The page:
But before we enter into the details of the event, it is worth asking what definition of financial inclusion is reproduced in these “diplomatic spaces”. By reading the UN Resolution 70/1 Transforming our world: the 2030 Agenda for sustainable development, it is clear that the economic growth discourse has been established as the ruling paradigm for the SDGs. I believe we should be critical about what “growth” implies for sustainability, however the green growth/degrowth debate requires a more detailed analysis that I will address in a later post. The World Bank has defined financial inclusion as “individuals and businesses having access to useful and affordable financial products and services that meet their needs – transactions, payments, savings, credit, and insurance – delivered in a responsible and sustainable way”. And who better than the United Nations Secretary-General Special Advocate for Inclusive Finance for Development (UNSGSA) to stress how: “financial inclusion is within 7 SDGs and we are under 8 global targets”. So yes, I will say that financial inclusion has relevance in the development agenda.
The world’s? financial inclusion agenda – Money is Power
Amongst the attendants at this event, we could find President of the World Bank, Melinda Gates, and PayPal’s CEO, amongst other important actors of the financial development discussion. I recommend you to watch the whole event here, however, the main takeaways I would like to highlight are: (i) Public, Private, and NGO actors need to trust each other to solve the troubles of financial inclusion; (ii) Artificial Intelligence, Blockchain, and Digital Money are key technologies for financial inclusion; (iii) Financial literacy of women would be the focus of the World Bank policy development; and (iv) one of the main focuses of financial inclusion from the SDG perspective is gathering better data to make decisions regarding private investment and policy . The discussions held in the forum were expected considering the technological trends in today’s economies. There is one last thing I do want to highlight from Melinda Gates speech: “Money is power. If we want to empower people, we have to ensure that they have means for saving”. This was one of the few references to money in a Financial Inclusion event, but a very strong one I must admit.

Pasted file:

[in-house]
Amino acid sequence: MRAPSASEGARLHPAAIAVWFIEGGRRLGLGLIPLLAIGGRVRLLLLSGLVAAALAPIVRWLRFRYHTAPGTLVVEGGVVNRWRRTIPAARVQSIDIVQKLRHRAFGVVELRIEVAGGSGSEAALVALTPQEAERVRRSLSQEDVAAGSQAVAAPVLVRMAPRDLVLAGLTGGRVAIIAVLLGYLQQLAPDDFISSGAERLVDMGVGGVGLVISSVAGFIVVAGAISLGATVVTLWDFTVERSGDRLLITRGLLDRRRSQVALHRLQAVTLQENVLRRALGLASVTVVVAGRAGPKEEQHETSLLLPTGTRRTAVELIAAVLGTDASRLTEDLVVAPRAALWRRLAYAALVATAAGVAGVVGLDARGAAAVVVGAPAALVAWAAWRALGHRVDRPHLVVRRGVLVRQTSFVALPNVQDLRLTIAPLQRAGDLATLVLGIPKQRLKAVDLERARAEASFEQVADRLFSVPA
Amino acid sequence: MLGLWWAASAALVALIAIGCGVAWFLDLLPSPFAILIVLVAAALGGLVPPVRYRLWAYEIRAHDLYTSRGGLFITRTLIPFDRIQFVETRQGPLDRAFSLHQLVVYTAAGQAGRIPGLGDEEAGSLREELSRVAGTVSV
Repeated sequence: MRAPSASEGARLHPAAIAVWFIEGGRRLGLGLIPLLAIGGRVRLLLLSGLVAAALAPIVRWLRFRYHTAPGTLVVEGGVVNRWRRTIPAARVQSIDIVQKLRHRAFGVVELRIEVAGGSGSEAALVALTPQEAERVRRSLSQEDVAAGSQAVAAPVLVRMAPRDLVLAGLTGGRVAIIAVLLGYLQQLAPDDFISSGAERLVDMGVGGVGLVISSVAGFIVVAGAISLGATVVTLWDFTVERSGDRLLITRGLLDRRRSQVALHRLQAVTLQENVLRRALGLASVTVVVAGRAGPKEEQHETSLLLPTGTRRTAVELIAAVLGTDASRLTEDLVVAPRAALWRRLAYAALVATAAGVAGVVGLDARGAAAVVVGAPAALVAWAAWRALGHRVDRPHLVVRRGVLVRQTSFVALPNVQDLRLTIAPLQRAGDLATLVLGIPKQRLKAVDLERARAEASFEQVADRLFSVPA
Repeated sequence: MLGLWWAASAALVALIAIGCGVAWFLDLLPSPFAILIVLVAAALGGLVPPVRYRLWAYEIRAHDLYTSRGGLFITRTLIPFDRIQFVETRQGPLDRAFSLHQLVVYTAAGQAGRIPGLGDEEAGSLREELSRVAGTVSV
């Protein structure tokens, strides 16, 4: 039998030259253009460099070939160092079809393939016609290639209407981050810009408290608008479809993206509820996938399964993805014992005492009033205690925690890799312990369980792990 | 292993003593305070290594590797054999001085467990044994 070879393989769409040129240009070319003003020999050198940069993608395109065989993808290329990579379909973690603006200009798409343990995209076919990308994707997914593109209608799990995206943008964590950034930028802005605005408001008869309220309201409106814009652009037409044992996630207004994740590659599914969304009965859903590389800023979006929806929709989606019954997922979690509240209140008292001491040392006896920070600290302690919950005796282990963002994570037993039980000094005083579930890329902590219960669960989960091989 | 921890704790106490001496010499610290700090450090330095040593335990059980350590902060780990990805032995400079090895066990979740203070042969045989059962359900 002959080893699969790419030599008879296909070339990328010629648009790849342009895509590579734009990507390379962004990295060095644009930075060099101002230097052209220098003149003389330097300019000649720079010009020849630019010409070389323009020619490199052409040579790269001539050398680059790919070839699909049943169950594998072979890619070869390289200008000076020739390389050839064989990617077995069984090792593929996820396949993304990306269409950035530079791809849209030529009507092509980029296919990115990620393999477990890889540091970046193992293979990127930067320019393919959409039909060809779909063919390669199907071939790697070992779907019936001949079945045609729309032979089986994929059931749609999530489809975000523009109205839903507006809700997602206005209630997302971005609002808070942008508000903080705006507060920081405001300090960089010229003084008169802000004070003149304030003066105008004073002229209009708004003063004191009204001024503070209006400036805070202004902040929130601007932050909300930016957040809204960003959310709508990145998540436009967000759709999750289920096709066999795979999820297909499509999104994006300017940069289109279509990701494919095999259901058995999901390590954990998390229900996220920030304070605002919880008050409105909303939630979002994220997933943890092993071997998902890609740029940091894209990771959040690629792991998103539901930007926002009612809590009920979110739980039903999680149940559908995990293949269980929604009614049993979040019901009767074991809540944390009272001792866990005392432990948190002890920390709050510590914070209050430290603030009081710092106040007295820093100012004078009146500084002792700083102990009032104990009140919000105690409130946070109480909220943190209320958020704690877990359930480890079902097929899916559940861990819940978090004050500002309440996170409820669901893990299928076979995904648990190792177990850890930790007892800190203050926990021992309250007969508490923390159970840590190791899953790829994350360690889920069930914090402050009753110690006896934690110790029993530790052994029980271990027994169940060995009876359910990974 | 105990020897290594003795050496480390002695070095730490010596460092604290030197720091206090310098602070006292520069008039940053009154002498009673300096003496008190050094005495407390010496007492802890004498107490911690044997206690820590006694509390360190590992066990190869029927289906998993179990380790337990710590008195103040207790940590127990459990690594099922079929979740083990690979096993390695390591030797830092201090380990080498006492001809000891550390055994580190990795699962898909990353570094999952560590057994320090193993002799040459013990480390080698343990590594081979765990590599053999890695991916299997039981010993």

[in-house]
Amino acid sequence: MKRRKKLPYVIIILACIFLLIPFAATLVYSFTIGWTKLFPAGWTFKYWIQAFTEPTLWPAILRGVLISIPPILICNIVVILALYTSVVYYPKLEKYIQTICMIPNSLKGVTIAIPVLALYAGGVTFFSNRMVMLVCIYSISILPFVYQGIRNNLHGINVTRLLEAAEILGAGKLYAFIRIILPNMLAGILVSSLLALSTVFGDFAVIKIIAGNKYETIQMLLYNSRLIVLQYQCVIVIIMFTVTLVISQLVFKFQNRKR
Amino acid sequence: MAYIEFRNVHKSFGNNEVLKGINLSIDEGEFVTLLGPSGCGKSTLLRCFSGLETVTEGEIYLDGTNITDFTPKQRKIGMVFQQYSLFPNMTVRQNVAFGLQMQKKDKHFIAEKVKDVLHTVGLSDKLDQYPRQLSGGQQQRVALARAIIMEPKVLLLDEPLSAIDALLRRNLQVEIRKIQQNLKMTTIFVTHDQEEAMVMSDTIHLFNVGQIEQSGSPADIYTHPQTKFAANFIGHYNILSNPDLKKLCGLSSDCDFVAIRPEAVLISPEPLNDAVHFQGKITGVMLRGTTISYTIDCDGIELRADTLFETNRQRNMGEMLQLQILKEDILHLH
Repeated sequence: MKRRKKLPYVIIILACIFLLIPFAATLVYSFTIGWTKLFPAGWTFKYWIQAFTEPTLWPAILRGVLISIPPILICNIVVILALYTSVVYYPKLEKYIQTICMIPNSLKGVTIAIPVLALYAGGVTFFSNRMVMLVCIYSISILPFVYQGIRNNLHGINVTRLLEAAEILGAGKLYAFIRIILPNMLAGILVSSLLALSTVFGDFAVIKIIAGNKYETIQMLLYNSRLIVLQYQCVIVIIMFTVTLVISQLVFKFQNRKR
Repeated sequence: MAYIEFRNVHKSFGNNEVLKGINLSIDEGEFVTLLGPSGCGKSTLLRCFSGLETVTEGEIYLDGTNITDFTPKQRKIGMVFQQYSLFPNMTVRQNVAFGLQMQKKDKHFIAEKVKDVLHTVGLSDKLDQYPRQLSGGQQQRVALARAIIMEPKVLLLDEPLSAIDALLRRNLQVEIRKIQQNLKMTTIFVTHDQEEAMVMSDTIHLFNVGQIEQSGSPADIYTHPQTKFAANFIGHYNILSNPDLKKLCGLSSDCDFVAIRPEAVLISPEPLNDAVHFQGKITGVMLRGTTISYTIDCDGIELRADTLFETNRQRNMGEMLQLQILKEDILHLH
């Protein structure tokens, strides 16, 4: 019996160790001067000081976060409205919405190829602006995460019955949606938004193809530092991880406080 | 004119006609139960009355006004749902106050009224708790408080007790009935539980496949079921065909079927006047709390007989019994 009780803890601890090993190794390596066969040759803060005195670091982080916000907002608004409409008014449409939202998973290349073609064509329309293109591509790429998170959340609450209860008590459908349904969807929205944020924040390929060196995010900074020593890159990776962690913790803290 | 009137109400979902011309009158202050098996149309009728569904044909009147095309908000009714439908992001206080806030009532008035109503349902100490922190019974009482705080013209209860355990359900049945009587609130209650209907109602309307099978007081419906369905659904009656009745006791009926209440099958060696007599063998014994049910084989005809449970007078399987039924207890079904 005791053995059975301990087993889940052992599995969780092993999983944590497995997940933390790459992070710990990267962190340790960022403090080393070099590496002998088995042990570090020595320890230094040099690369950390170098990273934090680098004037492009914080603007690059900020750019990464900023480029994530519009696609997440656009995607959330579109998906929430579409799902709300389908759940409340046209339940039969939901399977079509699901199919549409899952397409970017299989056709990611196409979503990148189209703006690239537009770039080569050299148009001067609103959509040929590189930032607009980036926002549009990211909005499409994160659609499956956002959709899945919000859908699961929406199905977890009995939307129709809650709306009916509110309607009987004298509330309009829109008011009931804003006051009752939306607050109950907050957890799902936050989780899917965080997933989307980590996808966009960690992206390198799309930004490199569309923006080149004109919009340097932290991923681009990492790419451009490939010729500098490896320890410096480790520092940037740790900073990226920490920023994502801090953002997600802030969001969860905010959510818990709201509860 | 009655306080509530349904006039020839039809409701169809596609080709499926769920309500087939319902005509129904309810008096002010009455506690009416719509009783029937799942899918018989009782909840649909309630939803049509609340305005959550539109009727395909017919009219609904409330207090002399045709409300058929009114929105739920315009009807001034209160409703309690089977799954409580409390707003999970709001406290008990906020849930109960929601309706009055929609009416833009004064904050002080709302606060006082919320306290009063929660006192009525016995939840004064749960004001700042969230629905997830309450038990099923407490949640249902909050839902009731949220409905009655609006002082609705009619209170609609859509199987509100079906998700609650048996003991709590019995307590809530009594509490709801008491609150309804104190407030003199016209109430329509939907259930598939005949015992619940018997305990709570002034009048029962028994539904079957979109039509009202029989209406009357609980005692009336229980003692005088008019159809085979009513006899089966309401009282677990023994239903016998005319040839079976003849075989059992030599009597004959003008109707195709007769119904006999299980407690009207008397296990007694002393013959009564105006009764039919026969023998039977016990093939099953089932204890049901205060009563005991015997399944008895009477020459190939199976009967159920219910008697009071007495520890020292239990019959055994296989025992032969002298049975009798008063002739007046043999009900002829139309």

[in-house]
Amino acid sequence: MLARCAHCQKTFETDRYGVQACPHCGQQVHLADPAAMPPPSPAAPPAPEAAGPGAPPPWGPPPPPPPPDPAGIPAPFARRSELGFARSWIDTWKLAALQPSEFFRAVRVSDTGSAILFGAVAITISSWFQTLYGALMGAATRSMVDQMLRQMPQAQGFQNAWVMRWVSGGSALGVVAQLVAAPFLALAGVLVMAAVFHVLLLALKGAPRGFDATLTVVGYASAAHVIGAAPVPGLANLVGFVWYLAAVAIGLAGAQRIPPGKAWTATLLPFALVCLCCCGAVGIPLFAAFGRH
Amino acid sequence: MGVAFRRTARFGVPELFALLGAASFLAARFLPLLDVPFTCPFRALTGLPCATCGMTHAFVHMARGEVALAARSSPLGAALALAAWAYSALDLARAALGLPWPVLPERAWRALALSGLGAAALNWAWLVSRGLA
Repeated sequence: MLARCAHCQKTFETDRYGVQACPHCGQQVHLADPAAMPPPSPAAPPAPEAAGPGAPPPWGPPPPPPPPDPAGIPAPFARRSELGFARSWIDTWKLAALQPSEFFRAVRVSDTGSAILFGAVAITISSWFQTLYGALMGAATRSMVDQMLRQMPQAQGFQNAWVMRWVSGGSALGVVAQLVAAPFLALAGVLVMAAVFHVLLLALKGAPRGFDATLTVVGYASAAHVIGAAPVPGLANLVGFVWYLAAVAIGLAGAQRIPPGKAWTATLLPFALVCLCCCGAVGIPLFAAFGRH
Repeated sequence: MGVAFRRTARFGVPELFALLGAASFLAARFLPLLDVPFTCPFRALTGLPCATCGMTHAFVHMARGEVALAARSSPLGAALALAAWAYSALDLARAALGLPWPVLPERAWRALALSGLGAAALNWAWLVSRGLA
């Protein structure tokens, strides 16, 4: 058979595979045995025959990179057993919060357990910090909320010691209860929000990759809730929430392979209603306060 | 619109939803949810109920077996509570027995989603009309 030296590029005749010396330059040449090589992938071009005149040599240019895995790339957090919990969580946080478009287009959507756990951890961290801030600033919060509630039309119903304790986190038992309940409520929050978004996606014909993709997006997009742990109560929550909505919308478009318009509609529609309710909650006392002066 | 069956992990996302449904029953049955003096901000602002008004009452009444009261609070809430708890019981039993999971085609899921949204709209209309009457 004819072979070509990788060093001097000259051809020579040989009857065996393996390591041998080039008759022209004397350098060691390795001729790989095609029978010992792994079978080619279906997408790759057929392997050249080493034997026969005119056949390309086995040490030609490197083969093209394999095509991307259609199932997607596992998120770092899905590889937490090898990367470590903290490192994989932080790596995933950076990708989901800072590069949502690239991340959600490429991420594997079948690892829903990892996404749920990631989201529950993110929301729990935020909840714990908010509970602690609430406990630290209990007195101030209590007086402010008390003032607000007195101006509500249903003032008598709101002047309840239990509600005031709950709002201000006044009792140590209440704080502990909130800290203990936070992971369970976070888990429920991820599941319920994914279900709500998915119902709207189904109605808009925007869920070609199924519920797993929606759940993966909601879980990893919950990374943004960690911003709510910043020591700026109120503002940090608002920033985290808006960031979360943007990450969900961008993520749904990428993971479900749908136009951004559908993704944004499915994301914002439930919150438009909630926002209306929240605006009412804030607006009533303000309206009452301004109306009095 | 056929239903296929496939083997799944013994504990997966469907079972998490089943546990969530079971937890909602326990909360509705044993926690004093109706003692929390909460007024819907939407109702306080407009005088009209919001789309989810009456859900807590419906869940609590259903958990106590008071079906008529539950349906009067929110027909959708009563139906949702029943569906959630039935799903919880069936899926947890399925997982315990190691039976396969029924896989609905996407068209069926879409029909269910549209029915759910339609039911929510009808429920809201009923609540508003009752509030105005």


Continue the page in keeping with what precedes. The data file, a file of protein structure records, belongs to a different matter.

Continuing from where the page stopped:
Reflecting on the event, key questions emerge for further discussion:
-Which inclusive economic (de)growth the paradigm should we advocate for?
-If Money is the way to empower the commons, why are financial services “delivered” by banks and not self-managed by the communities?
– Assuming technologies such as Blockchain and Digital Money are the present and future of financial inclusion, then the question is who should govern these infrastructures and under which parameters?
Through the analysis of this event I have mentioned the agenda for the financial inclusion of the developing world. However, growth paradigms and governance structures are important themes that were left without an appropriate discussion and that are worth following up on. And I will!
This blog post is based on a presentation made for a seminar hosted by Lund University’s Agenda 2030 Graduate School.
Juan Ocampo is a PhD candidate within the Agenda 2030 Graduate School at LUSEM – Lund University